Adult Only Hotels: Do Grown Ups Deserve Peace Or Are They Child-Intolerant?
A boutique resort in Coorg doesn’t allow children below the age of 12, and yet it is seeing a rise in the number visitors. The concept of adults only resorts and hotels is new, but it is fast catching up. So the question we ask today is what’s the trend of Adult Only Hotels? Do Grown Ups Deserve Peace Or Are They Child-Intolerant? According to The Times of India, boutique hotel specialist iescape reportedly saw a 30 percent rise in search of the term “adults-only hotel” last year. It seems like a lot of adult travellers do not appreciate the company of children, even if it is restricted to pool and buffet area and the corridors of a hotel. Not long ago there was a din about adult only flights, with many passengers demanding that airlines run “children-free” flights. So, what’s with this drive to erase kids from public places? Or is it just that adults are increasingly beginning to prefer the peace and quiet that the absence of children brings?
- The demand for adults only hotel has seen a steep rise in recent times.
- What is with this need to create child free spaces?
- Do people forget that children are equally relevant members of society as adults? Thus having the right to not being excluded?
What’s with this drive to erase kids from public places? Or is it just that adults are increasingly beginning to prefer the peace and quiet that the absence of children brings?
If you think from the point of view of a parent, the concept of adults-only hotel comes across as discriminatory. You don’t want them on flights, you don’t want them in hotels; what’s next then? No kids’ parks and movie theatres? Residential complexes for couples who don’t have children below a certain age? Banning parents from lugging their kids to waterparks or adventure parks? Can we as a community advocate inclusion and yet conveniently leave the kids out of the definition, because they are too noisy, too bothersome? Perhaps these adult demanding a space just for grown-ups forget that they were kids once themselves. And that numerous adults endured their tantrums, sugar rush and howls, be it day or night, in various public spaces.
However, lately, the intolerance against little children seems to have gone up among snobby adults who roll eyes at the sound of a crying kid on a plane, or dozen or two running around at breakfast buffets. Am not letting parents with undisciplined kids off the hook here. Yes kids need attention and we must all have patience, but please mind the muffin intake of your kid, or bring enough supplies to keep them occupied on a flight or train. Reprimand them when they are rude to strangers and refuse to follow basic etiquette at pool side.
Many adults reason that peace and quiet isn’t possible with kids running around in the hotel lobby, pumped with confectionary, or splashing around the pool. Or as earlier pointed out, kids become an issue when they aren’t well-behaved.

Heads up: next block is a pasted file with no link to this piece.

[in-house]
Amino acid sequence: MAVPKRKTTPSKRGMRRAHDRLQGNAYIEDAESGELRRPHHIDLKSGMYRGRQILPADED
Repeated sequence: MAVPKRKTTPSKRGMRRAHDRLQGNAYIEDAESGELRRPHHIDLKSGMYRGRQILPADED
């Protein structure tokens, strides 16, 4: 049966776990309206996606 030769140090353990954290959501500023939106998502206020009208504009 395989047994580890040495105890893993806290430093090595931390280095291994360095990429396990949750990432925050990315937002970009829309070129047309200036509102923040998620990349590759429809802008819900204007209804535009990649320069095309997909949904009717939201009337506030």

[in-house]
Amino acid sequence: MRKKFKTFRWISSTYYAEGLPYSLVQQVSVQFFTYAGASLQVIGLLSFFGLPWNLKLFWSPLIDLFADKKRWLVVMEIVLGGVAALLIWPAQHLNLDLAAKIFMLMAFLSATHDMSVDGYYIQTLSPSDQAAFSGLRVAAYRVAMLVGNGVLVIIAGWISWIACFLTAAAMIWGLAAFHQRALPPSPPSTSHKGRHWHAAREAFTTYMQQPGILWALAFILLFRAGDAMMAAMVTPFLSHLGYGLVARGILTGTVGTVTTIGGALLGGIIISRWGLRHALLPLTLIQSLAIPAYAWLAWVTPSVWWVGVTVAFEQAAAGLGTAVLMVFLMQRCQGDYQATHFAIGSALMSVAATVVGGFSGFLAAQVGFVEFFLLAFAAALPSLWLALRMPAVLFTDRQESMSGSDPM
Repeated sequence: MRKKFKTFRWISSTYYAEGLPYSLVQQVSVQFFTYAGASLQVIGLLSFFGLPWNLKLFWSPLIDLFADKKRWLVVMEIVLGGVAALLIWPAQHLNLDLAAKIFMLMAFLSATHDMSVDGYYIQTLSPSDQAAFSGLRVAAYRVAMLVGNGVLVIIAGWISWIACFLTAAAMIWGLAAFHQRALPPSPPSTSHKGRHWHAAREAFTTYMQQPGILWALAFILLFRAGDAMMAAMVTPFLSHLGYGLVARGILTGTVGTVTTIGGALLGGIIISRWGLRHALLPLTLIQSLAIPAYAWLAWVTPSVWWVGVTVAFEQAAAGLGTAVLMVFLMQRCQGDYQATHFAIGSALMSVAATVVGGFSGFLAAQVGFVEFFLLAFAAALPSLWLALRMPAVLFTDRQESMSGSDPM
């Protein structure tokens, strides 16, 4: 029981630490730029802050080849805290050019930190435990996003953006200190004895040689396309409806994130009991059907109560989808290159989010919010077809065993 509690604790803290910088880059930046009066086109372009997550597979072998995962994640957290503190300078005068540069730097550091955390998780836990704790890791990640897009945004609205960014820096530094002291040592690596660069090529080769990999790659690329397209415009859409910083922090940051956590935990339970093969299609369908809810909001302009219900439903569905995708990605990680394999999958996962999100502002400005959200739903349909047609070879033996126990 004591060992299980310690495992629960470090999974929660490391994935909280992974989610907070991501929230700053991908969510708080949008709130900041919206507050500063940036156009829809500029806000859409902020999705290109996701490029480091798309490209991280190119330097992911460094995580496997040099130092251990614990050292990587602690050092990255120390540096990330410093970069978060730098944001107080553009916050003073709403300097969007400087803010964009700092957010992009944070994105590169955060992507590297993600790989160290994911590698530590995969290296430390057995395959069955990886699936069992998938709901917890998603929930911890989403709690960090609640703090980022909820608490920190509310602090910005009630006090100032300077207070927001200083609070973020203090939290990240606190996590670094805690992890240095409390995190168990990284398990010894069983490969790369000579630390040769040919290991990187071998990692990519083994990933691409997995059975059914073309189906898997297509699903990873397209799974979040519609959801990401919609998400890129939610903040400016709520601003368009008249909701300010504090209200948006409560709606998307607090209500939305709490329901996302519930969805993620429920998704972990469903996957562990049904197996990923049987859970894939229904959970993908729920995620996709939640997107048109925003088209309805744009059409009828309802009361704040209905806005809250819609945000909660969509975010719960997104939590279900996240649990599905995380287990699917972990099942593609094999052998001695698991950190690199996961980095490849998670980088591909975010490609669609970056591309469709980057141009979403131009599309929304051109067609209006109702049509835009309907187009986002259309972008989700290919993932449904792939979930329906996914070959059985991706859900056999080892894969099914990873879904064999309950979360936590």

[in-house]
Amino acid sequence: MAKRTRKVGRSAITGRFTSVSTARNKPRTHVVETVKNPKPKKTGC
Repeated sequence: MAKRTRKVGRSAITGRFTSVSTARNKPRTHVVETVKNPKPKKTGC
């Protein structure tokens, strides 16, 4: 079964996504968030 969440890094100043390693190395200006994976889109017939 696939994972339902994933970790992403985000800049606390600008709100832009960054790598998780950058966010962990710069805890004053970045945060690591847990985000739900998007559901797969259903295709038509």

These are the things which will bother any adult, who is a parent or otherwise. However, I know of many adults who have no or grown up children and thus are not accustomed to being around one or many of the kind. We as parents may think the world of our kids, but we can’t force others to do the same. Every person has the right to define a calm and serene atmosphere as per their liking. If for some, it is a child-free environment, then we can’t strong-arm them into changing their likings. This is where the matter of child-free hotels differs from adult only flights. An air commute is, well commute, one is expected to adjust and not be a fussy traveller for the greater good. Because unless you can afford a private jet, that is public transport that you are availing, even in business class.
Hotels, on the other hand, are more personalised experiences, and largely go hand in hand with holidays and thus relaxation and recreation. Many adults reason that peace and quiet isn’t possible with kids running around in the hotel lobby, pumped with confectionary, or splashing around the pool. Besides, many parents also desire to catch a break from parenting and have some time to themselves. Having other people’s kids on a child free vacation may trigger guilty for them, or make the experience less memorable. Or as earlier pointed out, kids become an issue when they aren’t well-behaved.
The problem is that children are seen as a family’s responsibility. We don’t think of children as our shared responsibility, thus it comes easily to us to alienate them. A bawling toddler is her mother’s problem, for instance. Perhaps if we change this attitude and think of children to be as relevant members of the society as us, we would think twice before demanding spaces which outcast them.
Yamini Pustake Bhalerao is a writer with the SheThePeople team, in the Opinions section. The views expressed are author’s own.